Normally, MP6500 works in slow decay mode. However, when a fixed off-time expires and the slow decay ends, if the current winding current is still higher than the expected level, the fast decay mode is turned on to rapidly reduce the drive current to the desired value. This hybrid control mode makes the drive current drop to zero quickly, while keeping the average current as close to the set value as possible. When the step jumps, fast decay is used so that the current current is quickly adjusted to zero, as shown in Figure 6.

Figure 6: Automatic decay mode of MP6500 (when step jumps).

If the supply voltage is high, the inductance value is low, or the required peak current magnitude is low, the current is likely to be higher than the set value. Due to blanking time, each PWM cycle has a minimum on-time at which many conventional stepper motor drivers cannot control the winding current. If this happens, the MP6500 will continuously use fast decay mode to ensure that the winding current never exceeds the set value (see Figure 7).

Figure 7: MP6500 auto decay mode (at low current).

This adaptive decay mode has less variation in average current than using only the slow decay mode. Since the fast decay mode is only used to control the drive current below the set value, the error is much smaller than using the fast decay mode during the entire PWM off time.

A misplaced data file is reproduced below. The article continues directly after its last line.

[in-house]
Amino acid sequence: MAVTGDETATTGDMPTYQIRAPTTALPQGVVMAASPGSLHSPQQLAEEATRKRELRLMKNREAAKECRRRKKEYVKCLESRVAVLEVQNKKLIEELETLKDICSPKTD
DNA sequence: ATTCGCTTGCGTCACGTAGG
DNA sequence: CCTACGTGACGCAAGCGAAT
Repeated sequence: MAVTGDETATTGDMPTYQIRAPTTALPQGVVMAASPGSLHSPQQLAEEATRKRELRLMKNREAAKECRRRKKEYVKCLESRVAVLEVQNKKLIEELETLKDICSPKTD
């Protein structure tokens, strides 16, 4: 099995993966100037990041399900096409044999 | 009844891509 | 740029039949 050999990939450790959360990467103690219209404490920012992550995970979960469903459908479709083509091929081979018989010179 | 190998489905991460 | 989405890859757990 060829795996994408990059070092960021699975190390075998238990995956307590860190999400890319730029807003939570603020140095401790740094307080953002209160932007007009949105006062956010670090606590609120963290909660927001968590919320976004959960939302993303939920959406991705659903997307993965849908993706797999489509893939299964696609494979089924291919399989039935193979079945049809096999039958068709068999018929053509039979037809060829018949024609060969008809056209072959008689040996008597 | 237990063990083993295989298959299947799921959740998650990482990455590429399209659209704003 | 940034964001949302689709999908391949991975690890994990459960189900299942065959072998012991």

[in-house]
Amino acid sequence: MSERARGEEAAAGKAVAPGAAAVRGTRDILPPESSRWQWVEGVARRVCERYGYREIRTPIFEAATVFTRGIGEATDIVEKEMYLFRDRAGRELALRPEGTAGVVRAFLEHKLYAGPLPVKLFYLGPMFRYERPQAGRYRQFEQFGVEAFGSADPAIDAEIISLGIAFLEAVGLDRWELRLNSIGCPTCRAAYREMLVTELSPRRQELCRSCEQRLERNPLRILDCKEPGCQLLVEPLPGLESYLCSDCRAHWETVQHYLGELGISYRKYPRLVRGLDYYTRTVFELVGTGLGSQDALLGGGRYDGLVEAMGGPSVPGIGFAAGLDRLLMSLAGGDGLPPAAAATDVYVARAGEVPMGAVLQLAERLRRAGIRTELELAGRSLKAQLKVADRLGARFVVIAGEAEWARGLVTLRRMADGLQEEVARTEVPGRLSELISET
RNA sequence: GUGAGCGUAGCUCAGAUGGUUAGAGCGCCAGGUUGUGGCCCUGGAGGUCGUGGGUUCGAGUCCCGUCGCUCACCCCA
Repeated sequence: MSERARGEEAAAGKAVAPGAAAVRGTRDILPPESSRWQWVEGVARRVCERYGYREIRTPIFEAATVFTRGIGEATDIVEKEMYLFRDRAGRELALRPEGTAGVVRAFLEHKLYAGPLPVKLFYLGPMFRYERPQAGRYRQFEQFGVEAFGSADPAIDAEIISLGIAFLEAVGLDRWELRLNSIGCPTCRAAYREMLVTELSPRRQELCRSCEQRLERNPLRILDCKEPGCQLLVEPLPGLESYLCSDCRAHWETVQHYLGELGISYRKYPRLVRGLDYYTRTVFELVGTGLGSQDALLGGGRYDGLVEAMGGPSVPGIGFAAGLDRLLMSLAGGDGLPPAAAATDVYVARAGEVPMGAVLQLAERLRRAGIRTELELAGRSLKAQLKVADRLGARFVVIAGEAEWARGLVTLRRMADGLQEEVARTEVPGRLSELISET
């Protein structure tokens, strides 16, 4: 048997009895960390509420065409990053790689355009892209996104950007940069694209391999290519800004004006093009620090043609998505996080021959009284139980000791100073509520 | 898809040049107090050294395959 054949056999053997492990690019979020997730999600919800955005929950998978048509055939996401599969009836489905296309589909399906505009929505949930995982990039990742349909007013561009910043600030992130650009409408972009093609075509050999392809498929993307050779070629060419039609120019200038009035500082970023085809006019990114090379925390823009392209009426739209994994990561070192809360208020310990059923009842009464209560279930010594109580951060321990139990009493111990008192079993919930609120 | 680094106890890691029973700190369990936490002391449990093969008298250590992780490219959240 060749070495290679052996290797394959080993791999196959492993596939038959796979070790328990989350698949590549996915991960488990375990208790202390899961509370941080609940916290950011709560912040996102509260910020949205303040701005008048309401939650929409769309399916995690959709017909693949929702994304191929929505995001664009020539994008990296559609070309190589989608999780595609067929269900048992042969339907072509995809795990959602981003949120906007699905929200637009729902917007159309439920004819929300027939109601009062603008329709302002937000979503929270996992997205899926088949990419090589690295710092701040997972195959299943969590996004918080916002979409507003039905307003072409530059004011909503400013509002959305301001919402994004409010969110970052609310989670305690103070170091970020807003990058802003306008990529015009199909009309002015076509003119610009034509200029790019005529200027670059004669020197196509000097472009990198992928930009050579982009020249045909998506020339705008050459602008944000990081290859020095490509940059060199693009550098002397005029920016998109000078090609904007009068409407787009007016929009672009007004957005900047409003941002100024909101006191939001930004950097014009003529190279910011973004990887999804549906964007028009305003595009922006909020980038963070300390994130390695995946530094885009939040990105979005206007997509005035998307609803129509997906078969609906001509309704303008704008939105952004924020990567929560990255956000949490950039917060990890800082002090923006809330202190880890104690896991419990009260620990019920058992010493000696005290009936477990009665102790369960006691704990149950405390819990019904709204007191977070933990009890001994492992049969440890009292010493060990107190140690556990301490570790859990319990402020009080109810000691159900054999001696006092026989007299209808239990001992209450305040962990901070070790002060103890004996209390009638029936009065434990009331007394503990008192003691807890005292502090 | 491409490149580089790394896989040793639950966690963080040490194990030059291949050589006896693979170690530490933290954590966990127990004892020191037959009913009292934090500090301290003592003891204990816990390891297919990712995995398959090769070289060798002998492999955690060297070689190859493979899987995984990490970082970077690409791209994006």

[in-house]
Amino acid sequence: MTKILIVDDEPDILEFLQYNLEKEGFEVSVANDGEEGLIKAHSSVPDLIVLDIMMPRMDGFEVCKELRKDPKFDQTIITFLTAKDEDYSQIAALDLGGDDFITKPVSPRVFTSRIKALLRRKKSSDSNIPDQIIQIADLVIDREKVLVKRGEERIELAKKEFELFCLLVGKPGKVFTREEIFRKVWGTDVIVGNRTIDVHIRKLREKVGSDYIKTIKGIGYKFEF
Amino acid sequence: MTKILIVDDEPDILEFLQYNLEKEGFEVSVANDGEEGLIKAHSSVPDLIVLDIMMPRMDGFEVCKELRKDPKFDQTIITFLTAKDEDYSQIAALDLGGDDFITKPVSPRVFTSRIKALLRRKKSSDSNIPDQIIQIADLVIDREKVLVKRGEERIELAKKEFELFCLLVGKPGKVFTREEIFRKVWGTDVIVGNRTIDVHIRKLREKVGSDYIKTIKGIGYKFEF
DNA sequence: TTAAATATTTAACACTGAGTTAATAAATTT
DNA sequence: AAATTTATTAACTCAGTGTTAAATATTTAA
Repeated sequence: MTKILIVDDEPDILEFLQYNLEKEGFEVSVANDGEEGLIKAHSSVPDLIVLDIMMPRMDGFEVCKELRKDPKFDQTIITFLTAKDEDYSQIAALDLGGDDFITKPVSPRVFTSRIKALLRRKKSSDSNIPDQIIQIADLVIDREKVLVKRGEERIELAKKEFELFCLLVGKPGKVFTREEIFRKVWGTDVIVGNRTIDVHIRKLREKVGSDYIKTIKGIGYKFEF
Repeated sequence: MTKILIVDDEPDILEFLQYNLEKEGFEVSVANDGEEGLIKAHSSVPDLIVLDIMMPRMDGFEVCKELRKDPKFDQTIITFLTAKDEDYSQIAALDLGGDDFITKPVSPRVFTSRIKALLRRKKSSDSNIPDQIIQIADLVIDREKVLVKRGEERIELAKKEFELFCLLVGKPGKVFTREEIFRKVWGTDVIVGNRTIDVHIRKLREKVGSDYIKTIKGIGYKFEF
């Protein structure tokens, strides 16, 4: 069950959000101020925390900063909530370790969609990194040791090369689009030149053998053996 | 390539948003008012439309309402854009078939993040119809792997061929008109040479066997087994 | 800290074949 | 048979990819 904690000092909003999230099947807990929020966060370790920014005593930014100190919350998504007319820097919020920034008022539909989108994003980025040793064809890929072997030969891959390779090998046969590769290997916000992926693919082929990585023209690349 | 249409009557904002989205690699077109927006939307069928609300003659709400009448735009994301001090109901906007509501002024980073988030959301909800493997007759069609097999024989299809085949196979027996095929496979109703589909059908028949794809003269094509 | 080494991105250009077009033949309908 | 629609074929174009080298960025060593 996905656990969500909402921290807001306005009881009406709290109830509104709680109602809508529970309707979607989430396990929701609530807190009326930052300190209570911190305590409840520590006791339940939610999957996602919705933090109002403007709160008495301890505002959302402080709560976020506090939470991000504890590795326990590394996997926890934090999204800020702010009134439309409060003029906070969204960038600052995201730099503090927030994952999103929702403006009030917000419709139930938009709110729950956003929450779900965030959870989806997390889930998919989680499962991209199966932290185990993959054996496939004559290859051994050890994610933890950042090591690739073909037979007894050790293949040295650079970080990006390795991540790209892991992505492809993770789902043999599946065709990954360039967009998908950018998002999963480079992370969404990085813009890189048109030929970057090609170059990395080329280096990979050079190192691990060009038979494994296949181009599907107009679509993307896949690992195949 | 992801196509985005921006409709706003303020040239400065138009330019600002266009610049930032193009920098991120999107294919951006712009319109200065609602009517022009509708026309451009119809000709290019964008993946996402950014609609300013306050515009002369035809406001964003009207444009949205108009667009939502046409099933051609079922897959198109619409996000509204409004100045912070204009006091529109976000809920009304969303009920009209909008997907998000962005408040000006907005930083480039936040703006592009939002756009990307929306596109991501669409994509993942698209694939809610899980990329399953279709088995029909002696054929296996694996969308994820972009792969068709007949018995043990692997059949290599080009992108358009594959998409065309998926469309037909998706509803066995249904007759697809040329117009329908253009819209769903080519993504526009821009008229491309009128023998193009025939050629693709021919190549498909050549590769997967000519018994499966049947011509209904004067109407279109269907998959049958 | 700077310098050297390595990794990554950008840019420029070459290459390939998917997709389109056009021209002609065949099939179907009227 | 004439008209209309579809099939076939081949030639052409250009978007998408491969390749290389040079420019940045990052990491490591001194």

The advantage of this control method is that for different motor and supply voltages, the user does not need to make any system adjustments, and the decay mode is fully automatic. For traditional stepper motor drives, for different applications, the decay mode and even the PWM turn-off time must be adjusted to obtain the best running quality.

Using this method of current regulation, the MP6500 can ensure that the average winding current is accurate and stable throughout the cycle (see Figure 8), significantly improving the quality of motor operation.

Figure 8: MP6500 output current waveform

Motor running quality measurement